2007 Progress Report: Genetics of Phthalate and Bisphenol A Risk in Minority Populations (Individual Susceptibility)

EPA Grant Number: R831711C003
Subproject: this is subproject number 003 , established and managed by the Center Director under grant R831711
(EPA does not fund or establish subprojects; EPA awards and manages the overall grant for this center).

Center: Mount Sinai Center for Children’s Health and the Environment
Center Director: Wolff, Mary S.
Title: Genetics of Phthalate and Bisphenol A Risk in Minority Populations (Individual Susceptibility)
Investigators: Wetmur, James G.
Current Investigators: Wetmur, James G. , Chen, Jia , Wolff, Mary S.
Institution: Mount Sinai School of Medicine
EPA Project Officer: Callan, Richard
Project Period: November 1, 2003 through October 31, 2008 (Extended to October 31, 2010)
Project Period Covered by this Report: November 1, 2006 through October 31,2007
RFA: Centers for Children's Environmental Health and Disease Prevention Research (2003) RFA Text |  Recipients Lists
Research Category: Children's Health , Health Effects , Health

Objective:

Project 3 has been studying the influence of genetic variability on the metabolism and health effects of organophosphate pesticides, phenols and phthalates.

Progress Summary:

The genetic study of organophosphate metabolism involved seven genetic polymorphisms in the population of mothers and infants enrolled in Project 2. Genotypes and phenotypes have been assessed in 656 samples, including maternal and cord bloods. Genotype/haplotype-phenotype associations of PON1 vary by allele, are independent of race/ethnicity, and are stronger for infants than mothers. Results suggest that infants may be more susceptible to toxic effects of PON1 substrates, and that fetal development may be impaired if maternal PON1 or genotype are low-activity. We have developed a new robust single molecule-based haplotyping technology that was verified by showing haplotype-based variation in PON1 activity in mothers heterozygous at two loci, a result that could not have been determined by genotyping or by haplotype inference.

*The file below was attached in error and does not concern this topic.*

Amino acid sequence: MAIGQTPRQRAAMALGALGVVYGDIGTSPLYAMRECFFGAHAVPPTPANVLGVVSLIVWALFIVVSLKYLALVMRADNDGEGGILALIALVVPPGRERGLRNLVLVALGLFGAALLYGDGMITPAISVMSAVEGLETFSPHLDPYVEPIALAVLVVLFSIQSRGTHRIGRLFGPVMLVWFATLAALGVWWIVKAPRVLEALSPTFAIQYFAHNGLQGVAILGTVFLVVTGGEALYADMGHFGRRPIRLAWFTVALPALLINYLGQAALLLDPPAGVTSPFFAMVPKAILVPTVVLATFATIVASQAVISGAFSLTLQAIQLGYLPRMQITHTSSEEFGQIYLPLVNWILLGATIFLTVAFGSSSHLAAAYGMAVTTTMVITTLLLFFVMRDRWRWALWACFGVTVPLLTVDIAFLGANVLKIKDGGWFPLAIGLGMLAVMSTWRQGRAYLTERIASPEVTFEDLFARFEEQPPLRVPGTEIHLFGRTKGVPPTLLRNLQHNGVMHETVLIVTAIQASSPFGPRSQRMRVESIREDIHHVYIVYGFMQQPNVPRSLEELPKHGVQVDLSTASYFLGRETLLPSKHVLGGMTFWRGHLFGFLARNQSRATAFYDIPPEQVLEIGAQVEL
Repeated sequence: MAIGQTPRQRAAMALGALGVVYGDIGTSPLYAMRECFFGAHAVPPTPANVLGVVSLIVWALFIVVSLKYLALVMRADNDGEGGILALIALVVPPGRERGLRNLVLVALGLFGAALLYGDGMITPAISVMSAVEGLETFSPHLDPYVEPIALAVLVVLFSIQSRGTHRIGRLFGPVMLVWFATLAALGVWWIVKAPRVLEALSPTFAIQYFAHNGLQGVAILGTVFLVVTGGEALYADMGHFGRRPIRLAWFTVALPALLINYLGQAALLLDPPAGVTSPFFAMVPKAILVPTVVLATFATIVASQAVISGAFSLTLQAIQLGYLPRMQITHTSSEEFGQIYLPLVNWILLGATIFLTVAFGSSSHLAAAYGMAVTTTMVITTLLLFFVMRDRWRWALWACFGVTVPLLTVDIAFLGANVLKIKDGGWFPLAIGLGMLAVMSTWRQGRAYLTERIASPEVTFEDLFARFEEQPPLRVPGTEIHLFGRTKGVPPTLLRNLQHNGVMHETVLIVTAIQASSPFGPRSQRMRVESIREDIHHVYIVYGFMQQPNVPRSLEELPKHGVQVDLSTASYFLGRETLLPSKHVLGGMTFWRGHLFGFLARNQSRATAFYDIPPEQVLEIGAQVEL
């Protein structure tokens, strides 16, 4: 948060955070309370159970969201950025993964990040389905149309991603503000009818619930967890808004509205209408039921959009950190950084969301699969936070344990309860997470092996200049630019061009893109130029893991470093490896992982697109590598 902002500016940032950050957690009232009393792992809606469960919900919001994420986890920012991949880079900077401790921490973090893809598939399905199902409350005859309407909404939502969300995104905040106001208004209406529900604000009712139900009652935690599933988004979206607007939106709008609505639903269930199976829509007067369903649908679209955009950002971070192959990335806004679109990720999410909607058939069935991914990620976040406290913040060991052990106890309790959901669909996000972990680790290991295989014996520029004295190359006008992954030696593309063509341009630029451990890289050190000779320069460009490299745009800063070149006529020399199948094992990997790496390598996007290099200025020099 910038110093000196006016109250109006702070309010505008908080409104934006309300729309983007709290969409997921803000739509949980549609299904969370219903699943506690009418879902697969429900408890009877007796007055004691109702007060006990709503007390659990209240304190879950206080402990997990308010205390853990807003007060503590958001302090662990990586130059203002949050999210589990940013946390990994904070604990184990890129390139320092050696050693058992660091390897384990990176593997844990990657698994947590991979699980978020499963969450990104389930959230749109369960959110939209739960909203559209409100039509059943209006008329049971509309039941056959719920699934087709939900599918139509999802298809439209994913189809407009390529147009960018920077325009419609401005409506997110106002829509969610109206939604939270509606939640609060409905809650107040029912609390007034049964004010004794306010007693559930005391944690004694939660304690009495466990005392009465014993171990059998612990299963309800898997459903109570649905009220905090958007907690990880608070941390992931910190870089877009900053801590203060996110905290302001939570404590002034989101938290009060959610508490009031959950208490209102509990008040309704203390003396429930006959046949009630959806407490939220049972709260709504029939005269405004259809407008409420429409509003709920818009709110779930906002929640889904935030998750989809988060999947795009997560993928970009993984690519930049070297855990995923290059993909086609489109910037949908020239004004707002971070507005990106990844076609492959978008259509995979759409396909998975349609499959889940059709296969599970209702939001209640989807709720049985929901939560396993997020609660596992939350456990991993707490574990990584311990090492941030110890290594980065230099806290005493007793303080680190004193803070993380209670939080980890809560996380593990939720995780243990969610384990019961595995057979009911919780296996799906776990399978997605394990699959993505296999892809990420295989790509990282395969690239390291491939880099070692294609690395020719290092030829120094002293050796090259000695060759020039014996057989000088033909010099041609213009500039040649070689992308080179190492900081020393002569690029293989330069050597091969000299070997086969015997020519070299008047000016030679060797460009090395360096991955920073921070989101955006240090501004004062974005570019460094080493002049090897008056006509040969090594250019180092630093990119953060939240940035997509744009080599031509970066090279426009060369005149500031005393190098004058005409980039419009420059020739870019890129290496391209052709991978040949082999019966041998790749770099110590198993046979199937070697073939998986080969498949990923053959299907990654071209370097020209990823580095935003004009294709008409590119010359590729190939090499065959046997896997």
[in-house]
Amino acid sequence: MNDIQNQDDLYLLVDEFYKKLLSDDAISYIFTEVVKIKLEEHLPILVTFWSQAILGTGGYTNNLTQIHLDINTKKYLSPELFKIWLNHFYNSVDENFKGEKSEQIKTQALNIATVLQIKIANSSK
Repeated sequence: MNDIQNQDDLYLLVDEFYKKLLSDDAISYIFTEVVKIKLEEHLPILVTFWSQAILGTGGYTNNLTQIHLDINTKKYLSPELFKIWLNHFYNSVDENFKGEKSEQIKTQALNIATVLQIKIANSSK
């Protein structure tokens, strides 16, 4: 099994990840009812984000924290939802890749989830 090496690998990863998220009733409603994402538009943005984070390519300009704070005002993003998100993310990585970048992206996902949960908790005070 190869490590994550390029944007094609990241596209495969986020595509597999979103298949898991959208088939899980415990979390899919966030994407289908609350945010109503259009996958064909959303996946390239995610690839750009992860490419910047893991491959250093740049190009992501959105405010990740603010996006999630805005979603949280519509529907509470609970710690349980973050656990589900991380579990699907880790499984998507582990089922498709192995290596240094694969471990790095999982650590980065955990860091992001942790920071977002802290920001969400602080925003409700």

The genetic study of phenol metabolism involved determination of the effect of the common missense polymorphism in human UGT2B7 in the same population of mothers enrolled in Project 2. The urinary metabolites were measured at the CDC.

We characterized 9 phenols in urine and associations with the UDP-glucuronosyltransferase 2B7 (UGT2B7) His268Tyr polymorphism as well as population characteristics as predictors of their concentrations. Total urinary concentrations of phenolic metabolites were measured in 367 pregnant women in a New York City cohort. Multivariate analyses were conducted to identify predictors of phenol urinary metabolite concentrations including polymorphism in the UGT2B7 gene, ethnicity, socioeconomic status and use of consumer products. Bisphenol A, 2-hydroxy-4-methoxybenzo-phenone, triclosan, 2,4- and 2,5-dichlorophenol (DCP) were detected in at least 78% of samples. Median concentration of 2,5-DCP was 52.9 μg/L, with an adjusted geometric mean of 165 μg/L for mothball users. Differences by race/ethnicity were seen in 2,4-DCP and 2,5-DCP concentrations in adjusted models. UGT2B7 Tyr268 allele carriers had lower bisphenol A and triclosan urinary concentrations than non-carriers (p<0.05). This study represents the first systematic evaluation of phenolic metabolites in pregnant women. Five of the nine metabolites were detected in more than three quarters of women. Product use as well as individual metabolism may influence urinary concentrations of these chemicals. We are continuing to analyze these data and will publish our results soon.

The genetic study of phthalate metabolism involved determination of the effect of the common missense polymorphism in human UGT2B7 as well as 14 tagging SNPs for the lipase genes encoding the first enzymes in phthalate metabolism, again in the same population of mothers enrolled in Project 2. The urinary metabolites were again measured at the CDC.

We have observed metabolic effects of polymorphisms in both UGT2B7 and lipase. We are continuing to analyze these data and will publish our results soon.